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# An optical lattice with sound

## Abstract

Quantized sound waves—phonons—govern the elastic response of crystalline materials, and also play an integral part in determining their thermodynamic properties and electrical response (for example, by binding electrons into superconducting Cooper pairs)1,2,3. The physics of lattice phonons and elasticity is absent in simulators of quantum solids constructed of neutral atoms in periodic light potentials: unlike real solids, traditional optical lattices are silent because they are infinitely stiff4. Optical-lattice realizations of crystals therefore lack some of the central dynamical degrees of freedom that determine the low-temperature properties of real materials. Here, we create an optical lattice with phonon modes using a Bose–Einstein condensate (BEC) coupled to a confocal optical resonator. Playing the role of an active quantum gas microscope, the multimode cavity QED system both images the phonons and induces the crystallization that supports phonons via short-range, photon-mediated atom–atom interactions. Dynamical susceptibility measurements reveal the phonon dispersion relation, showing that these collective excitations exhibit a sound speed dependent on the BEC–photon coupling strength. Our results pave the way for exploring the rich physics of elasticity in quantum solids, ranging from quantum melting transitions5 to exotic ‘fractonic’ topological defects6 in the quantum regime.

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## Data availability

The datasets generated during the current study are available in the Harvard Dataverse Repository, https://doi.org/10.7910/DVN/LGT5O6.

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## Acknowledgements

We thank S. Kivelson, S. Hartnoll and V. Khemani for stimulating discussions. We acknowledge funding support from the Army Research Office. Y.G. and B.M. acknowledge funding from the Stanford Q-FARM Graduate Student Fellowship and the NSF Graduate Research Fellowship, respectively. S.G. acknowledges support from NSF grant no. DMR-1653271.

## Author information

Authors

### Contributions

All authors contributed to the work and contributed to writing the paper.

### Corresponding author

Correspondence to Benjamin L. Lev.

## Ethics declarations

### Competing interests

The authors declare no competing interests.

Peer review information Nature thanks Francesco Piazza and the other, anonymous, reviewer(s) for their contribution to the peer review of this work.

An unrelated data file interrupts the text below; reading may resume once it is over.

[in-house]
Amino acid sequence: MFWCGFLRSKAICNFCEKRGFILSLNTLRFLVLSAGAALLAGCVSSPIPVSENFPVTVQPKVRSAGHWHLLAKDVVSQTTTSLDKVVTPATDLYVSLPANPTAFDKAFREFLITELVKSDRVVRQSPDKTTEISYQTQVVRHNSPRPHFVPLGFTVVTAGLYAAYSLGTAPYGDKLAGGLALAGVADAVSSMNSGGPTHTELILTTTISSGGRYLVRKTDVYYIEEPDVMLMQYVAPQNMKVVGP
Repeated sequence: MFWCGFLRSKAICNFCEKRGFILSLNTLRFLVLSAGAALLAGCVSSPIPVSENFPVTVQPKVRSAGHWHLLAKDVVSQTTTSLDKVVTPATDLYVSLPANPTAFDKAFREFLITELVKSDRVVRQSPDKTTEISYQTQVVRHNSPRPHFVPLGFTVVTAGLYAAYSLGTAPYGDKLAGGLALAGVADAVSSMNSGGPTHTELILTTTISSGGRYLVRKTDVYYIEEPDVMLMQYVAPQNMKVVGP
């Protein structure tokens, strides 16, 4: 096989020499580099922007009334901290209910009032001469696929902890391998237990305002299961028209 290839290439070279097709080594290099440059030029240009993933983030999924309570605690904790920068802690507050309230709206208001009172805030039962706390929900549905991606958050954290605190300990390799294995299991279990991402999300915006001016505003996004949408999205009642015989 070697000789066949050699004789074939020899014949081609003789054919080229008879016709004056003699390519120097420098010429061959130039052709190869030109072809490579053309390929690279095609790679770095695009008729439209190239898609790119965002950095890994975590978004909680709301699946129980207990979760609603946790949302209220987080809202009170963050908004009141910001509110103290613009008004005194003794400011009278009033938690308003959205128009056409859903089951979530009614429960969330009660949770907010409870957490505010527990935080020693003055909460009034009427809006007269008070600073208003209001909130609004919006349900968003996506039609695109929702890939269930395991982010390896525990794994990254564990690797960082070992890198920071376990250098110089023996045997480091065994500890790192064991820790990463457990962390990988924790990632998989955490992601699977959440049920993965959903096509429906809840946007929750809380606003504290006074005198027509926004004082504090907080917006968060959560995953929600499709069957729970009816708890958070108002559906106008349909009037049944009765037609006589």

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## Extended data figures and tables

### Extended Data Fig. 1 DMD momentum probes.

ag, Measured DMD probe transmission cavity field and their phase profile line cuts. The values of $${k}_{\perp }/{k}_{r}$$ in panels af are $$[0,2.1,4.2,6.3,8.5,10.6]\times {10}^{-3}$$, respectively. The white dashed line in panel a shows the length of the cuts in panel g. Additional features around the main probe field are due to imperfections of the confocal cavity and stray light from the DMD probe beam. The grey area is the half plane that contains the mirror image of the probe field, and we do not show this redundant portion of the image in the main text figures.

## Supplementary information

### Supplementary Information

Supplementary Information sections 1–9, including Supplementary Figs. 1–5 and references.

### Supplementary Video 1 Phonon dynamics animation

Phonon dynamics animation illustrating the phonon dynamics via change in the atomic density in a chequerboard lattice with lattice constant $$\sqrt{2}$$λ. The $${k}_{\perp }$$used, 0.3kr, has been exaggerated in magnitude for clarity in showing the lattice motion in which the maximum excursion of a lattice site is 0.2λ.

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Guo, Y., Kroeze, R.M., Marsh, B.P. et al. An optical lattice with sound. Nature 599, 211–215 (2021). https://doi.org/10.1038/s41586-021-03945-x

• Accepted:

• Published:

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• DOI: https://doi.org/10.1038/s41586-021-03945-x

• ### Strain and pseudo-magnetic fields in optical lattices from density-assisted tunneling

• Maxime Jamotte
• Nathan Goldman
• Marco Di Liberto

Communications Physics (2022)

• ### Holographic supersolids

• Matteo Baggioli
• Giorgio Frangi

Journal of High Energy Physics (2022)